The Sciences

Legacy of Lunar Data: How Apollo Revealed our Moon

The mission data gathered remain the most valuable information we have about the history of the moon — and the solar system.

By Korey HaynesMay 20, 2019 12:00 AM
Buzz Aldrin Seismometer - NASA
Buzz Aldrin sets up a seismometer. (Credit: NASA)


Sign up for our email newsletter for the latest science news

Before Apollo, humans could only learn so much about the moon. All they had were images of its near side, and almost no information at all about its far side. After physically going there, here are a few of the questions we’ve now answered.

What Caused the Lunar Features? 

Scientists once debated whether the features we can see on the moon’s face were impact craters from meteors, or signs of ancient volcanism. Then Apollo showed in stunning detail the difference between the moon’s familiar near side and its highly cratered far side — along with close-up views of the craters in question — quashing the idea of conical volcanoes on the moon. But the dark lunar splotches did turn out to be lava-based basalts, proof the moon once had a more active molten interior.

Over 2,500 academic papers use data gathered by the Apollo missions, and the number is still growing. (Credit: Dan Bishop/Discover)

Where Did the Moon Come From? 

Our current understanding is that an ancient Mars-sized world slammed into early Earth billions of years ago, and that the detritus from this encounter eventually coalesced into the moon. It was Apollo’s recovered moon rocks that pointed scientists toward this dramatic and unlikely story. Analyses revealed how eerily similar Earth’s and the moon’s chemical distributions are, a sign they share a common source. Studies also show that moon rocks are stripped of nearly all volatiles (materials that boil away easily), providing evidence of some long-ago disaster that eliminated them.

What Were Conditions Like in the Early Solar System? 

All the rocky bodies we’ve studied bear scars from meteor impacts, some new and many very old. But Earth recycles its surface regularly, while the lunar surface keeps a pristine historical record. And the moon is one of the only places we’ve been able to gather such ancient materials to measure their absolute ages, indicating, for instance, that one of its many craters formed about 3.9 billion years ago. The lunar rocks ultimately tell us of a violent chapter in solar system history, when a period known as the Late Heavy Bombardment rained down space rocks, heavily scarring the inner planets.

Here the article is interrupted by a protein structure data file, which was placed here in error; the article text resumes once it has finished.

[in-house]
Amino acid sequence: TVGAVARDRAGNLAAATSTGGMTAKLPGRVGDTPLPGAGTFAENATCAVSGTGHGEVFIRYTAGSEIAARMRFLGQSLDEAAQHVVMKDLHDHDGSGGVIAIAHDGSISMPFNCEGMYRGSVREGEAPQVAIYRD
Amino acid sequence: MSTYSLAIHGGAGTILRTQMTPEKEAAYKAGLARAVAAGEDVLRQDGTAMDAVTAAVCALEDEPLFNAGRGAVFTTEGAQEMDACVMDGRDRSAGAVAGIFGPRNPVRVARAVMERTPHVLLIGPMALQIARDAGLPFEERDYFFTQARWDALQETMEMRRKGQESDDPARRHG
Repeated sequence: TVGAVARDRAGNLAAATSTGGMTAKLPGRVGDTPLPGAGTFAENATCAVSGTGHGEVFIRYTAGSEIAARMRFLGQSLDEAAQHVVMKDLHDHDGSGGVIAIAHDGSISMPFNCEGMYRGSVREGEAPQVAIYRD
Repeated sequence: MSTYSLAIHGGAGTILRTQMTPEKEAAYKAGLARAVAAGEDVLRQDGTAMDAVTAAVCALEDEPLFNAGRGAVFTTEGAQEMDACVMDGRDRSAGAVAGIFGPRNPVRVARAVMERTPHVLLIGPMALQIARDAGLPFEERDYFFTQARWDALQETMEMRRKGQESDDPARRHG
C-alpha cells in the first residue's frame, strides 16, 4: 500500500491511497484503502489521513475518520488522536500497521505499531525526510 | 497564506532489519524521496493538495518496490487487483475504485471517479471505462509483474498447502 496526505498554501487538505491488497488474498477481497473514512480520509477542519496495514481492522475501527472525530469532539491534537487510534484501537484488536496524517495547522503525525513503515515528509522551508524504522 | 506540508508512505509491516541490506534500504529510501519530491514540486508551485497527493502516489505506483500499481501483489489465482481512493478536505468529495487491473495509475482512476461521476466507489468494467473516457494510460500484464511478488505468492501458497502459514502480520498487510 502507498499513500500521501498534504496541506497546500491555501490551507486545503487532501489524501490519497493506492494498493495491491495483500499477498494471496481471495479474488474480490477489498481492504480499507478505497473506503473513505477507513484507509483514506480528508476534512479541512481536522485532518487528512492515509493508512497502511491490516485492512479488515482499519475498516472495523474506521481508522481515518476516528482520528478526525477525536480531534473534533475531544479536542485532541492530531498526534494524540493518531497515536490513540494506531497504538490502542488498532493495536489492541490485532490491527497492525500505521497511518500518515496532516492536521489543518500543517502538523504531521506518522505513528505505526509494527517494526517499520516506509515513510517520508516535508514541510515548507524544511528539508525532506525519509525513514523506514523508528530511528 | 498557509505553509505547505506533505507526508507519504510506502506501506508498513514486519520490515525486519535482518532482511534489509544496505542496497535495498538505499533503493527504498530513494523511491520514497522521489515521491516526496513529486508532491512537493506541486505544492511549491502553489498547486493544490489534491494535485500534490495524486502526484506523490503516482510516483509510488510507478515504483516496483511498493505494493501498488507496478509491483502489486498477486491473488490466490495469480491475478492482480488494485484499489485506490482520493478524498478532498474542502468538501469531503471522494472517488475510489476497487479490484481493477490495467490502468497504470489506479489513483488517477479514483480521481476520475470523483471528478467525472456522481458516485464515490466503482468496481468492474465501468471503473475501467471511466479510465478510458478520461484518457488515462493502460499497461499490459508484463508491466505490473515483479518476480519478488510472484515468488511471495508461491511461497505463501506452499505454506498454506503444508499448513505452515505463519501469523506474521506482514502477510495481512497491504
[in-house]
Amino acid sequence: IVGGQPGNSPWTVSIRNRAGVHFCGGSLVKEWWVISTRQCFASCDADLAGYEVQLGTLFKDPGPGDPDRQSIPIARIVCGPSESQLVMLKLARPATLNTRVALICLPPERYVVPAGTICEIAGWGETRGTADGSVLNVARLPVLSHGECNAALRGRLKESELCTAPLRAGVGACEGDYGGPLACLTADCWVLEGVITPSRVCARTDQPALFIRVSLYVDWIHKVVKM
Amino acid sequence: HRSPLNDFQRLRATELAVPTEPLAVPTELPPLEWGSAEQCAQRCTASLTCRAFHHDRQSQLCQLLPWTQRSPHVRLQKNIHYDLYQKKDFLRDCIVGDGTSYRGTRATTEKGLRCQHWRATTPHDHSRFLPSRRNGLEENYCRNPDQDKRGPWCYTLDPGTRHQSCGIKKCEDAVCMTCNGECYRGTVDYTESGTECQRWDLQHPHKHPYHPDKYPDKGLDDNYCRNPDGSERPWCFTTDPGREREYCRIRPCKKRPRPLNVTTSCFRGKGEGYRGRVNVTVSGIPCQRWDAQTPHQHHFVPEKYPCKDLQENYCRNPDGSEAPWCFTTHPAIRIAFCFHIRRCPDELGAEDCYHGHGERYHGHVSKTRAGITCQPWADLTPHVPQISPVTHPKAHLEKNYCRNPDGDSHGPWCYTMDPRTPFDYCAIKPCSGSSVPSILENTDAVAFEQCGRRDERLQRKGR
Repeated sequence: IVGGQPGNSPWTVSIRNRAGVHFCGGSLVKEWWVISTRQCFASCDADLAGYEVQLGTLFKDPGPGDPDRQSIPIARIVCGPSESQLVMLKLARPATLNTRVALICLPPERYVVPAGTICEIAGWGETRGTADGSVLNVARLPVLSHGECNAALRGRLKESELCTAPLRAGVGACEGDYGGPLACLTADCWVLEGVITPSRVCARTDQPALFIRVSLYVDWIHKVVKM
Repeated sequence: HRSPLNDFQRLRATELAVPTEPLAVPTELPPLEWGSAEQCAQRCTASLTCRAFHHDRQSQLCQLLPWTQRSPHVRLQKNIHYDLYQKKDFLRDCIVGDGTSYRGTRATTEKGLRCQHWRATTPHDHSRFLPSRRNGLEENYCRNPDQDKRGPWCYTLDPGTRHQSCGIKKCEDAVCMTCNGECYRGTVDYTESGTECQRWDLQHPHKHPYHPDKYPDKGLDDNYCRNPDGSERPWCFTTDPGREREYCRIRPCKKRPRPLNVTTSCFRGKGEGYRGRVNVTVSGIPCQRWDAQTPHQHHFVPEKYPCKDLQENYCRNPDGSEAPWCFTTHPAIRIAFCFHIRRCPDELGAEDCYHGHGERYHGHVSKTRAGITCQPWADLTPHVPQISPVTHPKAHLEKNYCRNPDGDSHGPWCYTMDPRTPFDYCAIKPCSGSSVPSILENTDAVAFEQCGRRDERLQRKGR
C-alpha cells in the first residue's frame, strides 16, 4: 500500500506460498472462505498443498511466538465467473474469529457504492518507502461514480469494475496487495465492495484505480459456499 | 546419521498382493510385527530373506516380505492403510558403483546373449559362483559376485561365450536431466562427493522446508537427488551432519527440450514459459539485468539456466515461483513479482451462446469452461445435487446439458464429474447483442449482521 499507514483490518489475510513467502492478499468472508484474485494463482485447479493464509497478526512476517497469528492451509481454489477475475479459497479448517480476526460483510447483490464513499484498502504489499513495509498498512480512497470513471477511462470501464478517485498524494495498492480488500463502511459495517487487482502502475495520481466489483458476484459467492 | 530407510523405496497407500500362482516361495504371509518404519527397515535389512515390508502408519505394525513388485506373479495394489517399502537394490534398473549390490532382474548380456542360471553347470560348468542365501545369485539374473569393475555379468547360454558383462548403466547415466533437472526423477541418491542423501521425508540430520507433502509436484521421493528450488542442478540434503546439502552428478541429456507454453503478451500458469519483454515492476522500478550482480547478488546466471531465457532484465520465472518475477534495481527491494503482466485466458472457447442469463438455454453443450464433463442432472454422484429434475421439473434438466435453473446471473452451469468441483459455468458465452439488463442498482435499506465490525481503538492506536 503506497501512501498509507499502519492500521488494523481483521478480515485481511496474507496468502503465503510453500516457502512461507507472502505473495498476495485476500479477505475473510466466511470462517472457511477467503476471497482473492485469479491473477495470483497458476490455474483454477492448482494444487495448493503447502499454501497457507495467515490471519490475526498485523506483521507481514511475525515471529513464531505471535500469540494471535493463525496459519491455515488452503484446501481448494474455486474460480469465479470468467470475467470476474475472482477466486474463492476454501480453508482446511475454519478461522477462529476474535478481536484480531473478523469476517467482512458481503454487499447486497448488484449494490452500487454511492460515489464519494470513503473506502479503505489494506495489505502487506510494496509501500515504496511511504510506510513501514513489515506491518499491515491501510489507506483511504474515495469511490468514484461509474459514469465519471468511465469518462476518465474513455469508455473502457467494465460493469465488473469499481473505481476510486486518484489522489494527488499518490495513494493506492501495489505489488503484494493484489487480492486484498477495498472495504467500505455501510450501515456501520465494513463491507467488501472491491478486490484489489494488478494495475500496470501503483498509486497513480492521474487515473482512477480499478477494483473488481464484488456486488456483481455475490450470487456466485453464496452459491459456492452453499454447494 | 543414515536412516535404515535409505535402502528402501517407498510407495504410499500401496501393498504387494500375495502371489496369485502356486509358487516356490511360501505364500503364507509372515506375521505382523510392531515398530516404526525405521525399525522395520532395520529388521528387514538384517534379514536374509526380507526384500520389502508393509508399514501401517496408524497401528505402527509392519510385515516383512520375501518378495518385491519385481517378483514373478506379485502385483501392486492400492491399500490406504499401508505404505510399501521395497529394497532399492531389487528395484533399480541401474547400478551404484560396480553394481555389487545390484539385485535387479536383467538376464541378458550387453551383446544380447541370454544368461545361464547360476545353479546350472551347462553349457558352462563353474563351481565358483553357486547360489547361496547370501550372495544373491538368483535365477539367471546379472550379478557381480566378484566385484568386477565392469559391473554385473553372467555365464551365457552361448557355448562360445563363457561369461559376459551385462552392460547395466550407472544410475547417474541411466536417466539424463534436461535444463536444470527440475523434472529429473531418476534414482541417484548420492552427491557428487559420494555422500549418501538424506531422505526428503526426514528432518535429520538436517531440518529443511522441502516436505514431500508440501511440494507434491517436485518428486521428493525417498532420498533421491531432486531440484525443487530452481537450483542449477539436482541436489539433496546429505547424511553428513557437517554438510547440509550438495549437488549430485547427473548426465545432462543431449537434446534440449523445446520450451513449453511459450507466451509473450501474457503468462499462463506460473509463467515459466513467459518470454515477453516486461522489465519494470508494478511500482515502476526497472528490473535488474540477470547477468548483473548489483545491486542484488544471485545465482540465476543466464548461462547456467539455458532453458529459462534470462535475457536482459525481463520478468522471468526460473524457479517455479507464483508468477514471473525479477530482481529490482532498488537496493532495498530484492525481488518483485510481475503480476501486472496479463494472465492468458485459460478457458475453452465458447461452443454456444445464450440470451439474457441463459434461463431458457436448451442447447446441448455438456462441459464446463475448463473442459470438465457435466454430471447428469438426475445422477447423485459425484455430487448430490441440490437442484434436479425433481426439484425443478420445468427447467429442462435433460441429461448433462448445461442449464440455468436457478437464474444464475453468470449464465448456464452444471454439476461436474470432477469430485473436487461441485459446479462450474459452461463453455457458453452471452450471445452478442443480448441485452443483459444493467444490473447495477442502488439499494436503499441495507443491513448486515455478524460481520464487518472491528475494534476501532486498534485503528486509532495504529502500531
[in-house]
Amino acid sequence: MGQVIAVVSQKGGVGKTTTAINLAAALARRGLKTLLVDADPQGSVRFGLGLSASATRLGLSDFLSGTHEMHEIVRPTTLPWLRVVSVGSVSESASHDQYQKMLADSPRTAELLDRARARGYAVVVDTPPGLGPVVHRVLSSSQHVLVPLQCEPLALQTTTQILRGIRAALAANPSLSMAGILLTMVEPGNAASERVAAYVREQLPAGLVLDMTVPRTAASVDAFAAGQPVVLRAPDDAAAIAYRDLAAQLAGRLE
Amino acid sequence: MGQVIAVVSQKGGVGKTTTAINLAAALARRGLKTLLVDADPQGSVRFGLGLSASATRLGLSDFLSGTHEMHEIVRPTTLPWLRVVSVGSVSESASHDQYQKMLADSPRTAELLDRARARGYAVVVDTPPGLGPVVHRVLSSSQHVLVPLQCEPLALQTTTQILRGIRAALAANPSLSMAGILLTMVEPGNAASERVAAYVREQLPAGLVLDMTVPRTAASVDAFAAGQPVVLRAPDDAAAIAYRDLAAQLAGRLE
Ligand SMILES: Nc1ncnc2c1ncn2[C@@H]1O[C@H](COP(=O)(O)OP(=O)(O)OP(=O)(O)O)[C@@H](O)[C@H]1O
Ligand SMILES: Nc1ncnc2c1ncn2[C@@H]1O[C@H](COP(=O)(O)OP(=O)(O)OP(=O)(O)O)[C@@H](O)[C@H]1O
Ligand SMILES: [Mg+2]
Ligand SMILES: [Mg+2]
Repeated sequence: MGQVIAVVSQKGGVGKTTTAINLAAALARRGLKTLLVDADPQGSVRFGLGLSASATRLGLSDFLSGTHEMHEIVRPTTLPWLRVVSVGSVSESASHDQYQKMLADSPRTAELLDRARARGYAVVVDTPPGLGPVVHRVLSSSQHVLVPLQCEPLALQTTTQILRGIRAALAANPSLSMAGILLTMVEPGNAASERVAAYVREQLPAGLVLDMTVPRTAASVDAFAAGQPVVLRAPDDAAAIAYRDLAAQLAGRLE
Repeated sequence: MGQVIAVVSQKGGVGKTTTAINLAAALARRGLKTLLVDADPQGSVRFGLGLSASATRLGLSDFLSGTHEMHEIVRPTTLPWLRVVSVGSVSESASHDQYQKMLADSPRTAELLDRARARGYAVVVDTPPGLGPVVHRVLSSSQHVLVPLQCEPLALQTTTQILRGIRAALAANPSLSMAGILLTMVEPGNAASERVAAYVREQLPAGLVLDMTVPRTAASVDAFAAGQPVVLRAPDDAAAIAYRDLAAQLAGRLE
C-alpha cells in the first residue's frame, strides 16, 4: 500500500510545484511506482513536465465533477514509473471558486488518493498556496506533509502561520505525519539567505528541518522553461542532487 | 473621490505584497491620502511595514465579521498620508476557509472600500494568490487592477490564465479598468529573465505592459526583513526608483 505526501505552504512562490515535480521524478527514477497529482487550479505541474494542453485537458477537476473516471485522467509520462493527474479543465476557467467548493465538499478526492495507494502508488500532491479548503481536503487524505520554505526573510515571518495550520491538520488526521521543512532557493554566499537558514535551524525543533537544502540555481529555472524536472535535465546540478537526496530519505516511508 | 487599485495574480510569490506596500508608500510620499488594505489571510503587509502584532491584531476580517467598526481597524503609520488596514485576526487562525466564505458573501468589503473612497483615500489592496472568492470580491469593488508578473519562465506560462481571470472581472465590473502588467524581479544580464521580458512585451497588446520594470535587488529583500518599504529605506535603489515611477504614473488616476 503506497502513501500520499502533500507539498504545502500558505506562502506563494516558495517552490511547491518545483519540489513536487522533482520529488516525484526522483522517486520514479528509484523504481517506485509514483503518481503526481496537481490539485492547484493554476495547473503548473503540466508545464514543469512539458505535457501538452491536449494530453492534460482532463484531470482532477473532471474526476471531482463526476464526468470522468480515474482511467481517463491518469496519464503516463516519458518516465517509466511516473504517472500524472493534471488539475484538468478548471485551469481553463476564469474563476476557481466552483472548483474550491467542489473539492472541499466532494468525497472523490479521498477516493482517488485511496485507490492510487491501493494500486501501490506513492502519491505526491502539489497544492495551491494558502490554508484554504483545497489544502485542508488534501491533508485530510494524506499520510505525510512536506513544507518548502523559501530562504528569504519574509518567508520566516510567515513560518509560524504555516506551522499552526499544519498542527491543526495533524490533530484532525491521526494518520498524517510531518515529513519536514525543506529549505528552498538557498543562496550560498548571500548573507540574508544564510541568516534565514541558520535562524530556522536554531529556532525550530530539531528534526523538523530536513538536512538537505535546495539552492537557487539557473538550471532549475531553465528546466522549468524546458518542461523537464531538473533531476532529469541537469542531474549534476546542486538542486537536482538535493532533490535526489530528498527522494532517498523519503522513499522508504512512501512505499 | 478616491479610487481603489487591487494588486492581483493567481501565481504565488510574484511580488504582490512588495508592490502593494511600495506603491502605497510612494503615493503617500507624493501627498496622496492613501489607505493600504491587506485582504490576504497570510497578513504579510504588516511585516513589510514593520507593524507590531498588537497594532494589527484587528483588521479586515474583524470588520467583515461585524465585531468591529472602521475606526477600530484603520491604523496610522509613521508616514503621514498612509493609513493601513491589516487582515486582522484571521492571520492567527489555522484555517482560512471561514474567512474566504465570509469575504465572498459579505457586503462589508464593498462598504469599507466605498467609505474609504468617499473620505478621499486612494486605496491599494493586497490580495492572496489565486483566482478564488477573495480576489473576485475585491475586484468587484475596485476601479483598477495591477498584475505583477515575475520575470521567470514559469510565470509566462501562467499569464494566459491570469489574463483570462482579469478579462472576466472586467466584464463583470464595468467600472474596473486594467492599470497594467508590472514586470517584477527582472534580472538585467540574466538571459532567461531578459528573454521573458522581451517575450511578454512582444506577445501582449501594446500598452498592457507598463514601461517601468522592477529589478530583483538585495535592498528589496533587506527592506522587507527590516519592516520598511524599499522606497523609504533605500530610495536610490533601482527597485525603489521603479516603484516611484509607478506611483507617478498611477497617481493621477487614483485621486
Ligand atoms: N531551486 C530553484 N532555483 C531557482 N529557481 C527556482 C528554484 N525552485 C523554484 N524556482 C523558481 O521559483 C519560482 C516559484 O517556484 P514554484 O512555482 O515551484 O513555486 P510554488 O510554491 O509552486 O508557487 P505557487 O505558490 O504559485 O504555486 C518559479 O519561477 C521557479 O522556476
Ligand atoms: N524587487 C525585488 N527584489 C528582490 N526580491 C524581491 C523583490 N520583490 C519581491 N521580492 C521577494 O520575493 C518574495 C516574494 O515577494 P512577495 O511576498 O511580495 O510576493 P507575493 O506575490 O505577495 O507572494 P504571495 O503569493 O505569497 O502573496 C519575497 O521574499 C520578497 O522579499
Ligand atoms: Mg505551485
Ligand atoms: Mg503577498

Astronaut and geologist Harrison Schmitt stands beside a boulder. (Credit: NASA)

What’s Inside the Moon? 

While astronauts didn’t do any deep mining, they did place seismometers at multiple sites to analyze moonquakes. These can come from the moon itself, from meteor impacts that still occur and from astronaut-made explosions set off to watch how the reverberations travel through the lunar material. The readings revealed a crust around 40 miles thick, and a small core some 400 miles across.

[This story originally appeared in print as "The Science of Apollo."]

1 free article left
Want More? Get unlimited access for as low as $1.99/month

Already a subscriber?

Register or Log In

1 free articleSubscribe
Magazine Examples
Want more?

Keep reading for as low as $1.99!


Already a subscriber?

Register or Log In

More From Discover
Recommendations From Our Store
Shop Now
Stay Curious
Our List

Sign up for our weekly science updates.

To The Magazine

Save up to 70% off the cover price when you subscribe to Discover magazine.

Copyright © 2021 Kalmbach Media Co.